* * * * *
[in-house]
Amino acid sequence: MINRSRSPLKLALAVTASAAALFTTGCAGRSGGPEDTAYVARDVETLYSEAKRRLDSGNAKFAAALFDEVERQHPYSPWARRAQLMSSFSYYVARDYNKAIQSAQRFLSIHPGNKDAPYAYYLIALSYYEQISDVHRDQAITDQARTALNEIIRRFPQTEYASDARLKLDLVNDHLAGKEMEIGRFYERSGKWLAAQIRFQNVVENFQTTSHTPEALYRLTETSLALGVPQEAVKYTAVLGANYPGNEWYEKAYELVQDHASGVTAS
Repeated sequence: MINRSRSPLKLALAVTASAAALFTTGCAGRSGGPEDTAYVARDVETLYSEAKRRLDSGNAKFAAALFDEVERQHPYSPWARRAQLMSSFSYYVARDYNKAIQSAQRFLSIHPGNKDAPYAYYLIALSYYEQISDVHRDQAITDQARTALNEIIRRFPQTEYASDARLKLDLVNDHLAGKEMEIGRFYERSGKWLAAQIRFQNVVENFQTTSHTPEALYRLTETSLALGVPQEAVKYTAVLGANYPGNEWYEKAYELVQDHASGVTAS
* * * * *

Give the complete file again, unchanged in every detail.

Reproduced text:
[in-house]
Amino acid sequence: MINRSRSPLKLALAVTASAAALFTTGCAGRSGGPEDTAYVARDVETLYSEAKRRLDSGNAKFAAALFDEVERQHPYSPWARRAQLMSSFSYYVARDYNKAIQSAQRFLSIHPGNKDAPYAYYLIALSYYEQISDVHRDQAITDQARTALNEIIRRFPQTEYASDARLKLDLVNDHLAGKEMEIGRFYERSGKWLAAQIRFQNVVENFQTTSHTPEALYRLTETSLALGVPQEAVKYTAVLGANYPGNEWYEKAYELVQDHASGVTAS
Repeated sequence: MINRSRSPLKLALAVTASAAALFTTGCAGRSGGPEDTAYVARDVETLYSEAKRRLDSGNAKFAAALFDEVERQHPYSPWARRAQLMSSFSYYVARDYNKAIQSAQRFLSIHPGNKDAPYAYYLIALSYYEQISDVHRDQAITDQARTALNEIIRRFPQTEYASDARLKLDLVNDHLAGKEMEIGRFYERSGKWLAAQIRFQNVVENFQTTSHTPEALYRLTETSLALGVPQEAVKYTAVLGANYPGNEWYEKAYELVQDHASGVTAS